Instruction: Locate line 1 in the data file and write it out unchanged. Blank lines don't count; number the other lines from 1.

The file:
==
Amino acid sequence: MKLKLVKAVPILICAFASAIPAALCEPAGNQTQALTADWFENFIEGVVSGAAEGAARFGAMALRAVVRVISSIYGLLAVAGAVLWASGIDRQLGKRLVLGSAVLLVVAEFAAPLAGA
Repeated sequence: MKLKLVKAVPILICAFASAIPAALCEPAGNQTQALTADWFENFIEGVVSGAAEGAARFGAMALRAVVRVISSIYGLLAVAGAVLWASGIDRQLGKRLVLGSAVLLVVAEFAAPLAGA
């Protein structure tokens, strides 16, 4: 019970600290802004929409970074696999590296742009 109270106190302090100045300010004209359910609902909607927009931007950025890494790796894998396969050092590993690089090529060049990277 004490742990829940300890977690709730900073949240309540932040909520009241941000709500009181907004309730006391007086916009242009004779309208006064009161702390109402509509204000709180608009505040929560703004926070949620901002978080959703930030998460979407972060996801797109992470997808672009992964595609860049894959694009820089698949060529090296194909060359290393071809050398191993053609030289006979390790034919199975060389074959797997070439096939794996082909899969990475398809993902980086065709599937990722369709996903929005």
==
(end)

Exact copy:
Amino acid sequence: MKLKLVKAVPILICAFASAIPAALCEPAGNQTQALTADWFENFIEGVVSGAAEGAARFGAMALRAVVRVISSIYGLLAVAGAVLWASGIDRQLGKRLVLGSAVLLVVAEFAAPLAGA